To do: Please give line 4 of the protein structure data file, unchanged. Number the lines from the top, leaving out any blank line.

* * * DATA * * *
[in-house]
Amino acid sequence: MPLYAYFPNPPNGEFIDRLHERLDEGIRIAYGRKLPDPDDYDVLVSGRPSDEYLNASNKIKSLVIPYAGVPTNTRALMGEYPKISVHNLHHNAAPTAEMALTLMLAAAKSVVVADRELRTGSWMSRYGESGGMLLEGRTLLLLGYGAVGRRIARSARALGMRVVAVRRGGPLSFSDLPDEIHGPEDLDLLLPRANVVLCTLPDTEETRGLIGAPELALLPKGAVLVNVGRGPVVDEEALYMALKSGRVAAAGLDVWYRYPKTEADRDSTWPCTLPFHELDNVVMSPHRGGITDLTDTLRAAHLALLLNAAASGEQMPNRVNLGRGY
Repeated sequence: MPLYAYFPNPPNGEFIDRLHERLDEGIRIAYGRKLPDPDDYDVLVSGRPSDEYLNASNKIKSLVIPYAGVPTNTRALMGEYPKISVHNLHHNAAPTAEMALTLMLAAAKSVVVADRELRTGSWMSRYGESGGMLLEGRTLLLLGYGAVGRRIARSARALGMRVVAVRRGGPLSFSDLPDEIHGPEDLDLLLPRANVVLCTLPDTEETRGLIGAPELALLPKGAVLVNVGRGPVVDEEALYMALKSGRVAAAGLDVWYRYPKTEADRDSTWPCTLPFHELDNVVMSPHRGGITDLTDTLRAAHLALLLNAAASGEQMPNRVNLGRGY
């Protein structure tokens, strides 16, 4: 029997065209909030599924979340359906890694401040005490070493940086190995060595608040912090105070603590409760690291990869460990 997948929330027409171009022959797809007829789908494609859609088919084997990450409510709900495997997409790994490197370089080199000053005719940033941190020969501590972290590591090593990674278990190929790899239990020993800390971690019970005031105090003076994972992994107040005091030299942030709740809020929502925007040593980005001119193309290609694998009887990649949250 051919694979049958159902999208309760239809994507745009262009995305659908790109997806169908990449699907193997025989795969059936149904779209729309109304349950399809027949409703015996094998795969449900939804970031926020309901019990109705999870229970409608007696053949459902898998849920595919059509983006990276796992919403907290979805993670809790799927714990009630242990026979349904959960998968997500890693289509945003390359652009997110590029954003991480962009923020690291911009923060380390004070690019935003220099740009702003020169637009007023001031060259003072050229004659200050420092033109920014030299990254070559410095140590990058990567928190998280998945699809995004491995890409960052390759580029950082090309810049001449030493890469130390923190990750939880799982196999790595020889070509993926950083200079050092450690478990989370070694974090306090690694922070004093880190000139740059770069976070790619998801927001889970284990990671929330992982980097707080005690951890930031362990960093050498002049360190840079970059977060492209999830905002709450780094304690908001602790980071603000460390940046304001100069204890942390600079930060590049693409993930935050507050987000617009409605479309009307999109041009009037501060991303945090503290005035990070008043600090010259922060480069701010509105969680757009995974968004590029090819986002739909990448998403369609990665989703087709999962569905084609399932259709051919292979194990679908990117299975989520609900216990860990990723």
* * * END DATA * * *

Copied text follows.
């Protein structure tokens, strides 16, 4: 029997065209909030599924979340359906890694401040005490070493940086190995060595608040912090105070603590409760690291990869460990 997948929330027409171009022959797809007829789908494609859609088919084997990450409510709900495997997409790994490197370089080199000053005719940033941190020969501590972290590591090593990674278990190929790899239990020993800390971690019970005031105090003076994972992994107040005091030299942030709740809020929502925007040593980005001119193309290609694998009887990649949250 051919694979049958159902999208309760239809994507745009262009995305659908790109997806169908990449699907193997025989795969059936149904779209729309109304349950399809027949409703015996094998795969449900939804970031926020309901019990109705999870229970409608007696053949459902898998849920595919059509983006990276796992919403907290979805993670809790799927714990009630242990026979349904959960998968997500890693289509945003390359652009997110590029954003991480962009923020690291911009923060380390004070690019935003220099740009702003020169637009007023001031060259003072050229004659200050420092033109920014030299990254070559410095140590990058990567928190998280998945699809995004491995890409960052390759580029950082090309810049001449030493890469130390923190990750939880799982196999790595020889070509993926950083200079050092450690478990989370070694974090306090690694922070004093880190000139740059770069976070790619998801927001889970284990990671929330992982980097707080005690951890930031362990960093050498002049360190840079970059977060492209999830905002709450780094304690908001602790980071603000460390940046304001100069204890942390600079930060590049693409993930935050507050987000617009409605479309009307999109041009009037501060991303945090503290005035990070008043600090010259922060480069701010509105969680757009995974968004590029090819986002739909990448998403369609990665989703087709999962569905084609399932259709051919292979194990679908990117299975989520609900216990860990990723």